Thursday, May 31, 2007

Barack Obama: why the hell not?

OK, another political post. This is just about a couple of the Democrats in the primary election so if you are a staunch conservative and would never vote for them anyway, then there is no reason to get your panties in a twist; this post does not concern you.

So, to the question at hand: Barack Obama: why the hell not?

As Jena Malone's character on 30 Rock says, "He's black? And he wants to be president? Good luck."

Seriously, my reticence about Barack Obama had nothing to do with whether Americans were ready to elect a black president. I have total faith in the intelligence and open-mindedness of the American people ... Hahahahahaha! I had you going there! But really, even though I don't have much faith in the American people, I still think they would vote for a black candidate as long as he didn't have to rhyme everything he said.

No, my reluctance had to do with the fact that I just thought Obama was so young. Sure, he's charismatic and intelligent but would Americans find him presidential? I wasn't sure. But after reading a New Yorker profile I'm beginning to be won over. (New Yorker, May 7, 2007, "The conciliator: Barack Obama's vision," by Larissa MacFarquhar.)

First, my feelings about Hillary Clinton: no, she's not perfect. In fact, maybe she isn't even very good. But I like her anyway. I can forgive her for her initial support for the war because the Senate was going by the falsified evidence provided by the White House (the Senate did not have "all the same information," as the White House has claimed). Unlike John Kerry and others, however, she was pretty quick to admit that her support was mistake.

Liberals have many other problems with her and her husband and I'm not going to try to defend her at this point because, as I've said, I know she isn't perfect. My point is that I think she's electable. Though she doesn't have a long history in elected office, she has a pretty strong association with the White House: she lived there for eight years! She has more White House experience than your typical vice president. She has experience with presidential campaigns, she has major backing, and everything bad about her has already been brought out into the open.

A pole revealed that 40% of likely voters would absolutely not vote for her. This was seen as proof that she can't win. To me that means 60% of likely voters might vote for her. As I've pointed out in the past, I'm not very good at math but I'm pretty sure she could win with only 60% of the vote. I realize that the point of the pole was that it's unusual for so many people to have made up their minds so early in a campaign but I don't see that as necessarily a bad thing. It means people already know a lot about her. She would have to really work that 60% but I think it's possible.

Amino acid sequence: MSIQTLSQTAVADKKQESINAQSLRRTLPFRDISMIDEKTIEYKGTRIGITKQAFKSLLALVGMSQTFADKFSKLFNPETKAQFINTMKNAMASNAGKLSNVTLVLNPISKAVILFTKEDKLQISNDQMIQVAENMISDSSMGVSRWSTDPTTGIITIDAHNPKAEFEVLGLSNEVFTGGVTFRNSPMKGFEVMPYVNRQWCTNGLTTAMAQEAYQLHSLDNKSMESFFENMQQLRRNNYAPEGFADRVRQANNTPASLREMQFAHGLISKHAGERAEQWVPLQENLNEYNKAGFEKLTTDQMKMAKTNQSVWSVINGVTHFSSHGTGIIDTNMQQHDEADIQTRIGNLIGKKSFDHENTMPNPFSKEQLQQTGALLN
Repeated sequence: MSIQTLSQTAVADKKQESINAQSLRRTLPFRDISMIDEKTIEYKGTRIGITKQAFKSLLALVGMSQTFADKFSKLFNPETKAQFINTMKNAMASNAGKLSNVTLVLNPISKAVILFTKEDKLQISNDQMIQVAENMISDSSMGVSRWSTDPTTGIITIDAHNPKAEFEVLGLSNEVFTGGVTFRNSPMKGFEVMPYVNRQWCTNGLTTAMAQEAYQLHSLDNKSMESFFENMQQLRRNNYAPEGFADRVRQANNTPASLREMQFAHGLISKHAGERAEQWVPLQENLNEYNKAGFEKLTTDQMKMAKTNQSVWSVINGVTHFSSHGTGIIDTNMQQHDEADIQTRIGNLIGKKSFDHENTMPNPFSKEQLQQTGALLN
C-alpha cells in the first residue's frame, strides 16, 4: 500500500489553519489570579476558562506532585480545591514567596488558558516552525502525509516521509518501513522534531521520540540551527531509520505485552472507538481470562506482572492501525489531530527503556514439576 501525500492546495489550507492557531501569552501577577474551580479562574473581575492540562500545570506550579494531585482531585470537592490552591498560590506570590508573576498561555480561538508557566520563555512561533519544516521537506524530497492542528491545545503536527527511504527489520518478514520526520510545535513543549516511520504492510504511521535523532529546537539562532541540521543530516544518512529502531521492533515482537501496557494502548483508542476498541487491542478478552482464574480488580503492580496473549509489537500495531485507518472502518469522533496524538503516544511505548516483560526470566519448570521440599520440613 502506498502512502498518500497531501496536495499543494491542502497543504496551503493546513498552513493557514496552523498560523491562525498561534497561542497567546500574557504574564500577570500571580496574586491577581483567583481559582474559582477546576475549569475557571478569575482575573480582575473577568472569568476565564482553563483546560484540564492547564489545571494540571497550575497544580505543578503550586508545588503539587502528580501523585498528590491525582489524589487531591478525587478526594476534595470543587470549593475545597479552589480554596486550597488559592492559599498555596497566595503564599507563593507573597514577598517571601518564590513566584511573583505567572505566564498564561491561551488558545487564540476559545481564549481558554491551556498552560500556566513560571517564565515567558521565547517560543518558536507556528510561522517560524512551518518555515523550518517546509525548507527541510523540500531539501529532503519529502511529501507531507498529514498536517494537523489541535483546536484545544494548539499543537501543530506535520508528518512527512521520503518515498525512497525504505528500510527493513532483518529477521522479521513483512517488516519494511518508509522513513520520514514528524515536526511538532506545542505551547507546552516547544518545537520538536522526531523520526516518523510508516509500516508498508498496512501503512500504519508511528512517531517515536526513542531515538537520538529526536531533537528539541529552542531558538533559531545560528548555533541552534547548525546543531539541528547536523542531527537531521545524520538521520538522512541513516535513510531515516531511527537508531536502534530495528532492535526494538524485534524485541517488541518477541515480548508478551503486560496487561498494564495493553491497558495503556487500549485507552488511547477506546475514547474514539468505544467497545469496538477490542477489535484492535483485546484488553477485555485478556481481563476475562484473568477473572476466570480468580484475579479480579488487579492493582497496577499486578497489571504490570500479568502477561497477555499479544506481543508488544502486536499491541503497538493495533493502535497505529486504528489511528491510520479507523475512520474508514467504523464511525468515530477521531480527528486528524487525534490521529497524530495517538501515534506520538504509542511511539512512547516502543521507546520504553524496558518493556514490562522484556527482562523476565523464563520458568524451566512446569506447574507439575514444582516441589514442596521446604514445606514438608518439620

So that was the reasoning behind my initial support for Clinton but I'm starting to get very interested in Obama. He manages to get people's attention without talking in sound bites and he's liberal without seeming too partisan. One interesting point is that he won something like 60% of the Republican vote in his Senate race. I don't know how unusual that is but it seems pretty encouraging to me. Apparently he has bipartisan appeal. Anyway, I'm not endorsing anyone (yet) but I really liked what I read about Obama in that New Yorker article. I know there are several other good Democratic candidates but these are just some initial thoughts.

In a related topic to my previous post on the electoral process, California has had a very late primary. By the time we vote here, the presidential candidates have usually already been chosen, which is pretty depressing. In the last primary I actually voted for Al Sharpton. Yeah, I'm the one. I know he can be an idiot sometimes but I actually listened to the primary debates and he was the only candidate who wasn't completely full of shit. So I rewarded him with a vote, knowing it wouldn't make any difference anyway (Kerry had already won the nomination by the time I voted). The reason I bring this up is that California's primary has been moved up. There are problems with moving primaries up because eventually we'll end up with primaries that begin before the last presidential campaign has ended. My point is that I've never been that invested in the primaries because I've never really had the chance to make a difference. Usually I just end up voting for the Democrat that has been provided for me. I was always interested in the candidates, but actually having to choose one is kind of a new thing for me.

I welcome your opinion, as long as it's polite. If you believe the election of either one of these candidates will signal the Apocalypse, please don't bother commenting. And you don't need to explain that the rotation of the earth means elections occur later in California. Thank you.


trixie said...

Speaking of the after-the-fact California vote: in the last election I voted for Kuscinich. Laugh if you will but I'm proud of that vote.

He's the only person who talks about our food industry -- not just the treatment of animals but organic food and toxins and corporate subsidies, etc. People make fun of him but if you are a progressive his politics are spot on. And he can sing Tennessee Ernie Ford to boot.

Our country may be too racist to elect Obama. (Apparently more people say they will vote for African American candidates then actually do. When asked in polls they don't want to appear racist but when they get into a voting booth they can't bring themselves to vote for an African American.) We still have a ways to go as a country.